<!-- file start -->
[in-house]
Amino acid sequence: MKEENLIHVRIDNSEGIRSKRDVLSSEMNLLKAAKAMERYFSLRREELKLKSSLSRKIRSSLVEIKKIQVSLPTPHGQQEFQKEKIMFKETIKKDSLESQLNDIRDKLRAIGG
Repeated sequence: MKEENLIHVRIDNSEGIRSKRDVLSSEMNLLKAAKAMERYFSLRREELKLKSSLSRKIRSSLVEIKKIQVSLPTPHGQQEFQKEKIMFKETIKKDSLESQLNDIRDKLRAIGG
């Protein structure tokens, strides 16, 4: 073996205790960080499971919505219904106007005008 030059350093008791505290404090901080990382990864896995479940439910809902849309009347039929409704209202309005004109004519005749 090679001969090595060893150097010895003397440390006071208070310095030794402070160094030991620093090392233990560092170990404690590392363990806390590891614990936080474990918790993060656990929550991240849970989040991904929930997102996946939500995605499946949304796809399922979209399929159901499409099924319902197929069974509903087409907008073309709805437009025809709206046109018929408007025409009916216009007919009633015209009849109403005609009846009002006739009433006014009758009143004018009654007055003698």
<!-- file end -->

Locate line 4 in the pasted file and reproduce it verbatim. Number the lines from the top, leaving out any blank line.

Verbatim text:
């Protein structure tokens, strides 16, 4: 073996205790960080499971919505219904106007005008 030059350093008791505290404090901080990382990864896995479940439910809902849309009347039929409704209202309005004109004519005749 090679001969090595060893150097010895003397440390006071208070310095030794402070160094030991620093090392233990560092170990404690590392363990806390590891614990936080474990918790993060656990929550991240849970989040991904929930997102996946939500995605499946949304796809399922979209399929159901499409099924319902197929069974509903087409907008073309709805437009025809709206046109018929408007025409009916216009007919009633015209009849109403005609009846009002006739009433006014009758009143004018009654007055003698």